13th Forum 2000 Conference: “Democracy and Freedom in a Multipolar World”
It is my great honor to say a few words here at the 13th Forum 2000 Conference.
This year marks the twentieth anniversary of The Velvet Revolution led by President Havel. This historic event sent an important message to the world. It was a message that one country in the middle of Europe could play a pivotal role in changing the world and the course of history. A message that it could do so, not through violence, but through the peaceful pursuit of liberty by its people. A message that moral leadership could make all the difference.
The collapse of authoritarian regimes twenty years ago brought optimism to the world. It generated a genuine sense of hope. There was hope that the world would become more united. That we would no longer have to live in fear of self-destruction. That the world would inevitably change for the better.
By the middle of the 1990s, however, this optimism was beginning to fade. There was a rising sense of unease with the direction in which we were heading. There was concern that new tensions and conflicts could potentially create another major catastrophe. And there was a realization that we could not take the course of history for granted.
It was against this backdrop, in 1995, that the vision for this Conference was born. President Havel was speaking in Hiroshima to commemorate half a century following the atomic devastation of that city.
In his speech, President Havel talked about the “Future of Hope” and stressed the urgent need to identify that which unites us rather than divides us. He spoke of the need to find a deeper foundation. One that would allow humanity to avoid conflicts that culminate in catastrophes like Hiroshima. This vision was shared and further articulated through conversations with Mr. Elie Wiesel.
Not long after making this historic speech, President Havel came to me with the idea of creating a forum where his vision of global unity could be realized. We came from two very different parts of the world. We had led very different lives. But I found that we shared the same concerns, the same fundamental values, convictions and hopes. I was immediately convinced that it would be the beginning of a truly important initiative as well as the start of a lifelong friendship.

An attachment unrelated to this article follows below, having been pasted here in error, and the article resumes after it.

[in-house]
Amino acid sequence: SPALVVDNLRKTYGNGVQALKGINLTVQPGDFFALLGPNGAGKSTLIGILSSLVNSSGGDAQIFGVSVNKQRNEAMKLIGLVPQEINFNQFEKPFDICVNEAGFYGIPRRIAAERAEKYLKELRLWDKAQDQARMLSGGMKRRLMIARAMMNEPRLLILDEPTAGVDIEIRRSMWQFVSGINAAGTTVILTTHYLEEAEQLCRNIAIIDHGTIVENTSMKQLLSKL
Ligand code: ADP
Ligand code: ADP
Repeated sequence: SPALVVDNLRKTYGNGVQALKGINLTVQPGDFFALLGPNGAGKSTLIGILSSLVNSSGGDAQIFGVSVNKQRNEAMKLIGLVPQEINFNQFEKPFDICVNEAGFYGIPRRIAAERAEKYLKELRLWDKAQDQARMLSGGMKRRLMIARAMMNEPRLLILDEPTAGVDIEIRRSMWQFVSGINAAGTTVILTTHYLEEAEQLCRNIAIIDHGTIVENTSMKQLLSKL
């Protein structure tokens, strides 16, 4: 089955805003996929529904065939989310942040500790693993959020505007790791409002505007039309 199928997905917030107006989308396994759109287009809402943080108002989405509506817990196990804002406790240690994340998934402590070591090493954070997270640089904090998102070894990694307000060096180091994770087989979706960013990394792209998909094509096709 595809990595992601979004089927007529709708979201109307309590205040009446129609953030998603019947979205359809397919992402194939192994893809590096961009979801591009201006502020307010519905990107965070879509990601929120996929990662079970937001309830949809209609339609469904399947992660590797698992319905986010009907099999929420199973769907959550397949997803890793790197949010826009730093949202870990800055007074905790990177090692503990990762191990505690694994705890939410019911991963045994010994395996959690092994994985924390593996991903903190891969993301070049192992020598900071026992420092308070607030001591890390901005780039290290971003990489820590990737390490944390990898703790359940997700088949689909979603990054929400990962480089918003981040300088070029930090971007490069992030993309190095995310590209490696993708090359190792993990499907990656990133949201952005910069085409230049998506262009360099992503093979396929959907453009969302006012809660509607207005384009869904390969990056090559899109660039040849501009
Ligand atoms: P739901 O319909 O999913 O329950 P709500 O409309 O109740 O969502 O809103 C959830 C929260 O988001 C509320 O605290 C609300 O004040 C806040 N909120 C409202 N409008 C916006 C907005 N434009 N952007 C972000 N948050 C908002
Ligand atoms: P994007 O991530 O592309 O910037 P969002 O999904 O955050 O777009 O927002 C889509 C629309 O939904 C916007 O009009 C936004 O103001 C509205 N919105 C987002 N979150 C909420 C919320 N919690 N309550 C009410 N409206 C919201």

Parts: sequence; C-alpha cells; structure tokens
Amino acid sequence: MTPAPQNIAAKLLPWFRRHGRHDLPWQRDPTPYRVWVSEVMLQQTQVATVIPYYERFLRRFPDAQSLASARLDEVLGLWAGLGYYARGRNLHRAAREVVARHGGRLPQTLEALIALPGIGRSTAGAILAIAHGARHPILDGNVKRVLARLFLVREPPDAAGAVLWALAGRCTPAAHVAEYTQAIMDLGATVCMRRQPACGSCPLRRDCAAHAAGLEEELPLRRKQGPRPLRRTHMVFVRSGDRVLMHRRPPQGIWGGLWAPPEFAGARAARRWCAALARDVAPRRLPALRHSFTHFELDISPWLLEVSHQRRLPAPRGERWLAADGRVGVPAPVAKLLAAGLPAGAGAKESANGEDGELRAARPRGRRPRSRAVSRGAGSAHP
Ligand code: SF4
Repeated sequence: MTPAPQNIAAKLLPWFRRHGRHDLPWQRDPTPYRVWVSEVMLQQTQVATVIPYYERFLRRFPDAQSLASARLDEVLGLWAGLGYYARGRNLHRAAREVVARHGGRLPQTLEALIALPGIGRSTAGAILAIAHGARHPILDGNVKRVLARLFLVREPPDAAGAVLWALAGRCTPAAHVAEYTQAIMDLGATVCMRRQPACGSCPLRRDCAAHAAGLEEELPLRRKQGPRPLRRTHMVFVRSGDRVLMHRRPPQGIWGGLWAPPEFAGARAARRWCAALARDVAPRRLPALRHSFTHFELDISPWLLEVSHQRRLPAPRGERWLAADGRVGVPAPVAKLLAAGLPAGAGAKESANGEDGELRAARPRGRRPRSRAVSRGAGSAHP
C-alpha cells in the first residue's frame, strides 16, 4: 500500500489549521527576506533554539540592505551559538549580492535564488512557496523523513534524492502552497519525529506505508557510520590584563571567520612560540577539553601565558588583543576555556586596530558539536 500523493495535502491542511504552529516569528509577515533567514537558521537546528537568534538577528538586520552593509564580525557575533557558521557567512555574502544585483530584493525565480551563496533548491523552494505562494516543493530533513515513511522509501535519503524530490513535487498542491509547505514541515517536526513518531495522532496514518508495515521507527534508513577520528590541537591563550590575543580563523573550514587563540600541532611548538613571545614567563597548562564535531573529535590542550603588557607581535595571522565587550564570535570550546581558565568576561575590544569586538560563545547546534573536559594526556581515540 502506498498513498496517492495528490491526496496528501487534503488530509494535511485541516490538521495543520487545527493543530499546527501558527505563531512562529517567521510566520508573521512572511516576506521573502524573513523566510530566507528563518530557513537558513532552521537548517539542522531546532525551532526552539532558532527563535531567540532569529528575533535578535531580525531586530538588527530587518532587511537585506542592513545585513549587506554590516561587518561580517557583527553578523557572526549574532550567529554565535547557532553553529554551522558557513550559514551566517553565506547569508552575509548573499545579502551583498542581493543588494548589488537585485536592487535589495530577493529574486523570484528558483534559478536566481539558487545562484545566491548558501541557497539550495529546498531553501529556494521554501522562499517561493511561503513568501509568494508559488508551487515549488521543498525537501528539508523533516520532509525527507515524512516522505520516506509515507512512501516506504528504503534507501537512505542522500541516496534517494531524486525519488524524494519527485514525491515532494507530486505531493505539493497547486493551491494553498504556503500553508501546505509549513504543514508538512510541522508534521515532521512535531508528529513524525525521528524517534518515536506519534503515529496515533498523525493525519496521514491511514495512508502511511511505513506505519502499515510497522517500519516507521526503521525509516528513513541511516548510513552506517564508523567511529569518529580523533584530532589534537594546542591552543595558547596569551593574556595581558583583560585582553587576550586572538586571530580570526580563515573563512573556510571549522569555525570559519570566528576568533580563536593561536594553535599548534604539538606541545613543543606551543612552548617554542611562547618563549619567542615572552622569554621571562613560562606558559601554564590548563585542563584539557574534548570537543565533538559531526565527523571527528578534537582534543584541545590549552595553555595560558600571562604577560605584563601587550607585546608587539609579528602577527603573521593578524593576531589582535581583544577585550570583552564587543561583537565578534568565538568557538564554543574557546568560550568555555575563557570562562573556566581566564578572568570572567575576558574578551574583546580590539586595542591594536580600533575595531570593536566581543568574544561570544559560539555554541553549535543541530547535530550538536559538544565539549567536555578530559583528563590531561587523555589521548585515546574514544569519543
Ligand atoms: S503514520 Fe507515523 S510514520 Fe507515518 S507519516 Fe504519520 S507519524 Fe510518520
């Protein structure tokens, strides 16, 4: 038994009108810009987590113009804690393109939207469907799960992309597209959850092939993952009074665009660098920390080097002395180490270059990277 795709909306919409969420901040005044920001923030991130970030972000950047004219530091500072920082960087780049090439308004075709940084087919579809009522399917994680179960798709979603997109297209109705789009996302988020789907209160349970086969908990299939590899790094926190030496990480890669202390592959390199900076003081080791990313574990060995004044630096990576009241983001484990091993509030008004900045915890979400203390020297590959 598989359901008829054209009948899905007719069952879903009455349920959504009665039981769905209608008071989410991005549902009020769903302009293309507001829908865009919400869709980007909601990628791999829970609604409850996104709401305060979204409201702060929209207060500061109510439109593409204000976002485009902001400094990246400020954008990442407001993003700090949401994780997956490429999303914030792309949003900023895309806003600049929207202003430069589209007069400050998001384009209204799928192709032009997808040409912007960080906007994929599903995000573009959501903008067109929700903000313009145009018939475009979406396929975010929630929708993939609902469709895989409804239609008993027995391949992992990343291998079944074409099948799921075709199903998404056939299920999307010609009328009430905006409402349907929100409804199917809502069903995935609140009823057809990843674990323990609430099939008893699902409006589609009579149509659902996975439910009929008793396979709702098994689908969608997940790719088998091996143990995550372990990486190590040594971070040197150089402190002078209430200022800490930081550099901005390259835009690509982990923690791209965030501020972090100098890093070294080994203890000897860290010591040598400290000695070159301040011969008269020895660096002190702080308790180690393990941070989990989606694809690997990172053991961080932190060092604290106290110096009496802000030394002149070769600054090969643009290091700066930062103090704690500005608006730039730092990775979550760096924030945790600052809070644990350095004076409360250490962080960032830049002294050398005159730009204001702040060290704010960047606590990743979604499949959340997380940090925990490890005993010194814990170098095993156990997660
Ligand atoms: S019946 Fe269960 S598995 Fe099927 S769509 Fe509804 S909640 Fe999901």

And I believe I was right on both counts. I am convinced that our basic responsibility at this conference has been and will always be the same. It is a responsibility to continue building on the foundation of our shared moral and spiritual values. To foster a sense of universal responsibility for our world. To address the problems created by our rapidly changing world. And to provide moral leadership and a genuine sense of hope. With this hope, the world can derive the energy and enthusiasm to continue to tackle these challenges.
Today the world may not be in the divided state it was two decades ago. But it is still plagued with countless problems. Religious conflict. Global epidemics. Environmental degradation. Recent events have also shown the fragility of the very concepts of democracy and freedom that brought the world together two decades ago. Now, more than ever, we need venues like the Forum 2000 Conference. It is important that the spirit and message of this forum reach as many people as possible.
Fifteen years ago in Hiroshima, President Havel reminded us that the hope for the future lay in the awakening of a universal sense of responsibility. Earlier this year, here in Prague, President Barack Obama took another important step.
He became the first US president to state clearly that the US, as the only nation to have used nuclear weapons, has a moral duty to take the lead in bringing about a world without them. He followed in the footsteps of President Havel by calling for people to unite in the responsibility of creating a more peaceful world. This led to last month’s unanimous adoption of a UN Security Council resolution aimed at ridding the world of nuclear weapons. I take hope from these developments.
I also take great hope from the fact that the most brilliant minds on the planet continue to gather here every year with the shared commitment to work toward a better future, regardless the scale and complexity of the challenge.
I therefore consider it a great honor and privilege to extend my heartfelt welcome to our distinguished guests, and my sincere gratitude to President Havel and the members of the Forum 2000 Foundation, who continue to make it possible for us to gather every year at this venue of hope.